‘I stand there holding the knife and look all around me, completely satisfied and reluctant to move on, and then I wipe off the knife and put it away.’ ‘Excellent!’ said Lord Wen-hui. ‘I have heard the words of Cook Ting and learned how to care for life!’
E. Bruce Brooks and A. Taeko Brooks. The Original Analects: Sayings of Confucius and his Successors
Isabella Selega Csikszentmihalyi, and Mihály Csikszentmihalyi. Optimal experience: psychological studies of flow in consciousness.
Trans. D.C. Lau. Mencius: The Inner Chapters.
Philip J. Ivanhoe and Brian W. Van Norden. Readings in Classical Chinese Philosophy.
Richard J Haier, Sherif Karama, Leonard Leyba, and Rex E. Jung. MRI assessment of cortical thickness and functional activity changes in adolescent girls following three months of practice on a visual-spatial task. BioMed online database, September 2009.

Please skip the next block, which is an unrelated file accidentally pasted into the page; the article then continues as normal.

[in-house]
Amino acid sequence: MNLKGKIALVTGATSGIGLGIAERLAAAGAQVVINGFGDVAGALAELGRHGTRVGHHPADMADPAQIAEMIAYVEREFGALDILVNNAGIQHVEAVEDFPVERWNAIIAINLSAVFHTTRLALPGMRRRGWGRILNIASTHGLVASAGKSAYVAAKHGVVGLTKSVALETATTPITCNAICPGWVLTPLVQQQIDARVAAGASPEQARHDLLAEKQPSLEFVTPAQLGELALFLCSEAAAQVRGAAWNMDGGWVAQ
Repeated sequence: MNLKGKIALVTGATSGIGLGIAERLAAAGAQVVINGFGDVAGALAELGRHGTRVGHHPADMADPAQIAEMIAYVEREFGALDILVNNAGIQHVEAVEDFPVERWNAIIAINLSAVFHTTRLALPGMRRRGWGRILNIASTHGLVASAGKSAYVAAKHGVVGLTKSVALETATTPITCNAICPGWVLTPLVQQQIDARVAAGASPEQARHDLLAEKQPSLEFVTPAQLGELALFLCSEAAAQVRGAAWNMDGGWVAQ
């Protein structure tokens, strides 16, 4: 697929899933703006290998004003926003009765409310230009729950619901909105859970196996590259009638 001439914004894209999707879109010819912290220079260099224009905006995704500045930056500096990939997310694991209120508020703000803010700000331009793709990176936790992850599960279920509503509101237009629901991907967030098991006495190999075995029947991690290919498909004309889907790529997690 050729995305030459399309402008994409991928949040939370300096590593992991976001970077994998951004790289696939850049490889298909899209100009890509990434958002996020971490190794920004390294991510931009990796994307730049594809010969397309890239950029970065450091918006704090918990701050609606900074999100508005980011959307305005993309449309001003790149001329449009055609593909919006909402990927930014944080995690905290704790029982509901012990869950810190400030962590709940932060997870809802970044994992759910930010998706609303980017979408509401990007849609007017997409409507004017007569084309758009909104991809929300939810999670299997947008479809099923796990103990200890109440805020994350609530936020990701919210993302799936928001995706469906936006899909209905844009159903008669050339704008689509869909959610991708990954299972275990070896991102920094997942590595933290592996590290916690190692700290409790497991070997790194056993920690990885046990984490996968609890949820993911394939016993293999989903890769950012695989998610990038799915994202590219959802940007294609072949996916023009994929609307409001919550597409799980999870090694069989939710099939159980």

Emily A. Holmes, Ella L. James, Thomas Coode-Bate, Catherine Deeprose. Can Playing the Computer Game ‘‘Tetris’’ Reduce the Build-Up of Flashbacks for Trauma? A Proposal from Cognitive Science. Oxford: Department of Psychiatry, University of Oxford, January 2009.
Joystiq.com audio interview: Hank Rogers and Alexei Pajitnov. June 10th, 2009.
Burton Watson. Chuang-tzu: Basic Writings.
Stephen Angle, who taught me everything I know about Confucianism, and without whose guidance and encouragement these ideas could not have coalesced.